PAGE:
Honorable mention: Matt Wile misses two field goals to end longish drives and put Michigan in a hole. Gardner has Chesson wide open 20 yards downfield in front of his face, holds the ball, and gets annihilated, fumbling. Countess torched on a fade.
AppSt: Devin Gardner dares to throw an incomplete pass.
ND: Countess nowhere to be found on fourth and three.
[After the JUMP: things. probably!]
[Note: I wasn’t in South Bend, so this was all transcribed from the video provided by the Athletic Department’s site.]
“Obviously Notre Dame played a very good football game and we didn’t. You’ve got to give them a lot of credit. A lot of credit to what they did on third downs, either defending us or their third down opportunities that they converted on.
“We’ve got to go back to work, and we will as a team. You don’t want to have four turnovers in a game. That doesn’t help you. The red zone, we didn’t help ourselves in there. From the penalty side, we put ourselves behind the sticks offensively. And again, you’ve got to give them a lot of the credit too. But we will bounce back because this is a very resilient, hard-working group of young men who know what it takes to win.”
After [Devin] Gardner started fairly quickly, I think six-for-six, and then did they bring more pressure, did your offensive line struggle; what fell apart?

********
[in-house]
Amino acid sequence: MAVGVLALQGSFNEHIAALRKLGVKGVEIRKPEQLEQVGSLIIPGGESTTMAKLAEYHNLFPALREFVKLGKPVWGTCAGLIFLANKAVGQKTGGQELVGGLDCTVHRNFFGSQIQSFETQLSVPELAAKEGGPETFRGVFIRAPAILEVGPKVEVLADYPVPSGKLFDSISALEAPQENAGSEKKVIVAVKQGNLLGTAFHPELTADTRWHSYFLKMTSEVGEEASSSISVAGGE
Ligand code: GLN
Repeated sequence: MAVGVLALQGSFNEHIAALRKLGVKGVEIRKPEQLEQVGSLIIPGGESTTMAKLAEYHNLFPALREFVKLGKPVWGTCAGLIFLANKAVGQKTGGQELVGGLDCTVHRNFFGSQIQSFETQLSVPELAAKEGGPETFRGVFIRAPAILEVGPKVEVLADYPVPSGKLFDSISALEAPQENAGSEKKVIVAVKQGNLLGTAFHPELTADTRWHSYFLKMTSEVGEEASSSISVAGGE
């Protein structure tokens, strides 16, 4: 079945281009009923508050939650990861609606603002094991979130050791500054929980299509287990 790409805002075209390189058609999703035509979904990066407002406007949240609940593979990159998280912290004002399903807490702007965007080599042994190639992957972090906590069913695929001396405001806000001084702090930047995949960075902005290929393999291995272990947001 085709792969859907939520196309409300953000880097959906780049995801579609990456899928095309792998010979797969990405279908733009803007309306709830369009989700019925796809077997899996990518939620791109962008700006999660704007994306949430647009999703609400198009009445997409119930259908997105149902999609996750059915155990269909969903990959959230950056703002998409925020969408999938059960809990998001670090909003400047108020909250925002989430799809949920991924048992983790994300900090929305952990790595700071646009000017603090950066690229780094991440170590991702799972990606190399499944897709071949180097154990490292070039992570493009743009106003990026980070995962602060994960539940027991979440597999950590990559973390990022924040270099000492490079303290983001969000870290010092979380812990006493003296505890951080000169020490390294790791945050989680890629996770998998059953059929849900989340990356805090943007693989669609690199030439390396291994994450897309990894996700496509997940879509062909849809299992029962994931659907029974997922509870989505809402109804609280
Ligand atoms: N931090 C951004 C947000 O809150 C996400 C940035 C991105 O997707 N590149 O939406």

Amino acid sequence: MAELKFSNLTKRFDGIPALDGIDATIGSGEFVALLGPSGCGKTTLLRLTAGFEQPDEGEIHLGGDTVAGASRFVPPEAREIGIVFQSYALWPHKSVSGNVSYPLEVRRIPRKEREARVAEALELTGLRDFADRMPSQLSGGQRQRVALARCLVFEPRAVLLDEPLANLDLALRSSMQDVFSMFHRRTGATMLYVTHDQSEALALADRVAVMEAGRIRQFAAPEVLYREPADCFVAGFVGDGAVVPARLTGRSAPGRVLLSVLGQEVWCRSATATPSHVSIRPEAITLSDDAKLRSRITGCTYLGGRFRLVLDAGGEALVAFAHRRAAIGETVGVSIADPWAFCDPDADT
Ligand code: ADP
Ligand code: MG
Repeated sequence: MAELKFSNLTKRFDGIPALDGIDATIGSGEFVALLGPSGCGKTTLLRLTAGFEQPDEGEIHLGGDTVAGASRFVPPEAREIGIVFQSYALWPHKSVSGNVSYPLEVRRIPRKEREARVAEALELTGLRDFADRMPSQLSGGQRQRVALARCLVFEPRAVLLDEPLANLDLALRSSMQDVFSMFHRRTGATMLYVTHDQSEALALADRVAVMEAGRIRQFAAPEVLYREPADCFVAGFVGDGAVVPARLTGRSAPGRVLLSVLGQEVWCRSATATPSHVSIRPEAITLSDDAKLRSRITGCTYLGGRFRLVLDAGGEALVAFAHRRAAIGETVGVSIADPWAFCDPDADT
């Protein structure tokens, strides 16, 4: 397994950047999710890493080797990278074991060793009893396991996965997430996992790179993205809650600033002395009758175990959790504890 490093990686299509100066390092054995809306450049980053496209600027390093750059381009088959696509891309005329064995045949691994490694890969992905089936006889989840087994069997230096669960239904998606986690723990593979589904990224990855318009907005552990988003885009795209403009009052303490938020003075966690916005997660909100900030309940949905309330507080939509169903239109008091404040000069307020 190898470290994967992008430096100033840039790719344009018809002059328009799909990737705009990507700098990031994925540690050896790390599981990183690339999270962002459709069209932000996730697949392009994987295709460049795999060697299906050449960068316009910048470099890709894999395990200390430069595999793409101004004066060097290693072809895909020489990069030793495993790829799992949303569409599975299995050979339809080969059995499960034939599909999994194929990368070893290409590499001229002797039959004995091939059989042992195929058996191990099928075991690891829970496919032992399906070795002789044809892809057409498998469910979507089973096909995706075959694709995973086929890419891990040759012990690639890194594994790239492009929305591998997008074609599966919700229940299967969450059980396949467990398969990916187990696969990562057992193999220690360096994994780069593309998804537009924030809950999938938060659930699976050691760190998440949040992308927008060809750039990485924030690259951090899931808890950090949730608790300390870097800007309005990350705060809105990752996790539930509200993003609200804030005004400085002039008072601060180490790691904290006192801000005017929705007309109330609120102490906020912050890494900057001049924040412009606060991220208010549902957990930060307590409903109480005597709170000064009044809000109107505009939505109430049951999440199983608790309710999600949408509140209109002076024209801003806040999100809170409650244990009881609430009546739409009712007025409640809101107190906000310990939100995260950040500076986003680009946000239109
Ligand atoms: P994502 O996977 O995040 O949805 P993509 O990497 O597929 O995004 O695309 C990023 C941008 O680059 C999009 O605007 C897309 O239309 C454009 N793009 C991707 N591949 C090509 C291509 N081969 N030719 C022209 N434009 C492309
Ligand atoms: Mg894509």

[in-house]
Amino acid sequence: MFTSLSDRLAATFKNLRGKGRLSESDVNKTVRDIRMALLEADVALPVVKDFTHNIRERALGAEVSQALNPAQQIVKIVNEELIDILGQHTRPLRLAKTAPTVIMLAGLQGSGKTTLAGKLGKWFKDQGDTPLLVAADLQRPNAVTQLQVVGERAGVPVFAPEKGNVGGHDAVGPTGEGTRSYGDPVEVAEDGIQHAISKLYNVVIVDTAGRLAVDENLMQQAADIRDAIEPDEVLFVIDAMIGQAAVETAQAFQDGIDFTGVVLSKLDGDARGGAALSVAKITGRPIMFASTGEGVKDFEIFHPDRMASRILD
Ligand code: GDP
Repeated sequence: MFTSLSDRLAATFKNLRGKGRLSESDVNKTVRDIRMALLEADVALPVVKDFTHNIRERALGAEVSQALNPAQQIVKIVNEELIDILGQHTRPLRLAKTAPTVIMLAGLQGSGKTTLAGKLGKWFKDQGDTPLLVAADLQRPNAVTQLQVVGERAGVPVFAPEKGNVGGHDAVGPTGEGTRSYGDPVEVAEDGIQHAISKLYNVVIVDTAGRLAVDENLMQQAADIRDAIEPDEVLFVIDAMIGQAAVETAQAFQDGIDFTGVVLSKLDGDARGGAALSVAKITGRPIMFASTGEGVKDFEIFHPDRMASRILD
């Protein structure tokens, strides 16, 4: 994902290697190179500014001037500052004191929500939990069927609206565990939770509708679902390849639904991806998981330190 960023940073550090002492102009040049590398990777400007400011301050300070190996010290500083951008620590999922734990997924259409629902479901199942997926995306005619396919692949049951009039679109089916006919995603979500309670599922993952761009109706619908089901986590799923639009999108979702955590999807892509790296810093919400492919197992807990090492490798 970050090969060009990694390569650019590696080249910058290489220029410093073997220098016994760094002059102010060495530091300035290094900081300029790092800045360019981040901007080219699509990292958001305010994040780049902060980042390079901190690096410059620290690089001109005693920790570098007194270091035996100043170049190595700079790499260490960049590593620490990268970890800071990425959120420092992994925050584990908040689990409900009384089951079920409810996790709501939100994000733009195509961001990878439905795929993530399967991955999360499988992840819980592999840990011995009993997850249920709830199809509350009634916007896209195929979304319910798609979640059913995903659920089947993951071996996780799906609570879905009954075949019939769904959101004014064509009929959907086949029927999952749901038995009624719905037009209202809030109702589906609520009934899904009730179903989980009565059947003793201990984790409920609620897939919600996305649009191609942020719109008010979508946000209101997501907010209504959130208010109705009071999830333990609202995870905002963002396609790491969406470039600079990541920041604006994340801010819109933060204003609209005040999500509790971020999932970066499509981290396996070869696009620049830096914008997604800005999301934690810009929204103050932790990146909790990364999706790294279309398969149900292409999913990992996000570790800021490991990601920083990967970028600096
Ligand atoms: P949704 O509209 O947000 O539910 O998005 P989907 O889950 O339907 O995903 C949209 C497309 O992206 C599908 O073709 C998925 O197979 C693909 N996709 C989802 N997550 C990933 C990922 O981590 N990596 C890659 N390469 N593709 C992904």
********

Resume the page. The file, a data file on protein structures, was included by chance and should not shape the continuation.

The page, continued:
“I think a little bit it’s never one guy, it’s never one piece of the offensive line, or the quarterback, or the routes, or whatever. When those things happen I think they happen as a team. He started six-for-six. I think we’ve got to give them- we crossed the fifty and they were going to bring more pressure. That’s what they did.”
Can you talk about Ray Taylor and any update on his status?
“I’m not going to talk about any of those injuries. Number one, I don’t know enough about them.”
And then Jabrill [Peppers], he dressed. Could he have played?
“If he could have played we would have played him. We evaluated all those guys before the game.”
And then you dressed him?
“Well, he went out because we were evaluating him before the game.”
You said you’re pretty confident this team will bounce back. How do they bounce back from such a- I mean, this was a pretty humbling loss here.
“Yeah, it is but I think they’ve all been humbled sometime in their life. It’s part of the resiliency this group has.”